Although it’s important to have an overall social media policy, sometimes business also need Twitter policies, for instance if there are smaller groups of people managing a Twitter account for a specific department, country, blog or any other group of people within the organization that need such an account. You might also want to read these tips if you (co-)manage a corporate Twitter account.

In an international organization, separate Twitter account can, for instance, be created by people serving a vertical market and thus wanting to reach people on Twitter that are active in this vertical. A Twitter ‘policy’ provides the team that (co-)manages the account (sharing content, engaging people, identifying interesting users, looking up accounts of people they know outside Twitter, responding, etc.) the necessary confidence to get out there, identify and carve out the micro-communities they seek and engage them. In practice, the demand to create such an account often is a bottom-up initiative from teams, countries, etc. that see what others are doing in the organization. That’s good but you need to watch over consistency, brand and having too many accounts with overlapping goals. So, sometimes it might be better that people join the team (co-)managing an existing account.

Before starting it’s important members of the team know the medium and use it (see further), have identified what their “target segments” of Twitter users find valuable, know and understand the overall social media policy, and have checked the branding guidelines (consistency) and what other teams (including corp) do with the Twitter accounts in the organization.

Note: the term ‘target segment’ might seem weird in the context of Twitter but it’s not: you go in with a goal and different segments of Twitter users in mind and segmentation happens in a mainly organic way (among others, by following people in those segments, the content you share, the places where you mention the account, etc.). To segment also use Twitter lists.

Start with defining the goals of the account (and avoid overlaps with accounts that might exist), identifying the members of the team, assigning roles, selecting a tool allowing task management and team possibilities and presenting the different members that manage the account to the Twittersphere if possible, for instance by using the Twitter background or highlighting the person managing the account that day or moment (not always possible).

People (co-)managing a Twitter group account may benefit from a higher level of social media training to learn insider tips on how to best communicate with the company’s particular audience.These tips could include handling comments properly, rules of engagement, timing and frequency of tweets, tone of voice and knowing when to direct message someone and when to publicly engage a customer or other industry peer in a public Twitter dialogue. Proper training can help establish a consistent style and tone of company tweets.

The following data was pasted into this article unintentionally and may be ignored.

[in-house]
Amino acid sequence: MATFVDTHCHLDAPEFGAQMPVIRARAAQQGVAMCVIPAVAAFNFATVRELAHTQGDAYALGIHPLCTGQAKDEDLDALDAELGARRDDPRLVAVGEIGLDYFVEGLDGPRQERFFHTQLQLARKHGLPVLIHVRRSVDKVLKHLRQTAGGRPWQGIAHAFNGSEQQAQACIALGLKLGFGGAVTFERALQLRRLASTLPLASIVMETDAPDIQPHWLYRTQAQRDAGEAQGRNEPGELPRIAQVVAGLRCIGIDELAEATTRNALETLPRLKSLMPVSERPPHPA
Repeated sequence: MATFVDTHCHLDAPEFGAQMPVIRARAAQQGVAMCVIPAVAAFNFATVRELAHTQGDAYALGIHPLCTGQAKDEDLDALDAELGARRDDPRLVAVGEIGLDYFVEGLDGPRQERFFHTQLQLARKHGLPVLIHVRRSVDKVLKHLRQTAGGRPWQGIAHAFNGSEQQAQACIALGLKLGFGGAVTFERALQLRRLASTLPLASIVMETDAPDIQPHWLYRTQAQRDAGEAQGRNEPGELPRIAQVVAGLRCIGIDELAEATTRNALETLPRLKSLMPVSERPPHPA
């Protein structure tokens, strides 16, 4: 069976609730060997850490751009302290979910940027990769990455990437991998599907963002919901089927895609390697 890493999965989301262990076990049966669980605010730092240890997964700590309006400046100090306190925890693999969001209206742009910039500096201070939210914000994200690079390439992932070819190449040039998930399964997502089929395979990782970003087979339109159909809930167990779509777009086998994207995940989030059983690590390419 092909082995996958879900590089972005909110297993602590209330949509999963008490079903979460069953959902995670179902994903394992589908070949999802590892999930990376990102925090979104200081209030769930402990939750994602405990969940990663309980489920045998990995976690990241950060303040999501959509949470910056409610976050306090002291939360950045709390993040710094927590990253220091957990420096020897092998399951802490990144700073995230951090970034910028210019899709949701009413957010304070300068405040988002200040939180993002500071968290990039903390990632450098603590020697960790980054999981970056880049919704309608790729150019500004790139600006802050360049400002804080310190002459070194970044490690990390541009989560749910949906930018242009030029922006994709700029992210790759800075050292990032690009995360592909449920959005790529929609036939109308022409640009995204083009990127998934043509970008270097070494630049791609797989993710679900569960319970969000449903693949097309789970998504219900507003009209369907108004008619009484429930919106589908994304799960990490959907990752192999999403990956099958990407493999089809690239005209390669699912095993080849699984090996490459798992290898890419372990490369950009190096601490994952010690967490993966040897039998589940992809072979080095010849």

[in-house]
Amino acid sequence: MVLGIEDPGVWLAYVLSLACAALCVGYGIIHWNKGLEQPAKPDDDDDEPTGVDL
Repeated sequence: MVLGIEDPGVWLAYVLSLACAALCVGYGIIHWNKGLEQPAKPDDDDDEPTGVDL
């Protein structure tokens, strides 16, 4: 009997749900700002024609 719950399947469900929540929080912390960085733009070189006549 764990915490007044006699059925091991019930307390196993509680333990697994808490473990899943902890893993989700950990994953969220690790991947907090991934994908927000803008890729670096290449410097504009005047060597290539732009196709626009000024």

Aligning with the rest of the company

Make sure the team knows all the information sources and flows and where to get rapid response in case of questions, for instance by having a central social media team within your company or even a support and excellence team for all potential questions, if your organization has the means and depending on goals and expected output. Internal collaboration and most of all knowing where to go in case of questions is crucial. An internal FAQ, eg. on the intranet, is recommended. The exact structure of these lines of internal communication depends on the goal of the group account and the ‘target audience’. They must always include the content (re)sources and teams (calendar…), customer service and support, and the corporate social media team . Other departments might include legal, PR, etc.

A written “code of conduct” regarding Twitter for those in your company can clearly define the communication protocols on Twitter too, on top of the guidelines for group accounts. Note that a Twitter policy or code serves as a set of guidelines rather than a set of strict rules and is not the same as a social media policy. Finally, remember that many people will already use Twitter and that you don’t want to scare them by having exaggerated requirements in this code of conduct. Make sure every team that has a Twitter account, regardless of scope, receives the same training as the people managing the “bigger” Twitter accounts and that they know how the latter work and what their codes of conduct and guidelines are.

Involve: get input on the Twitter policy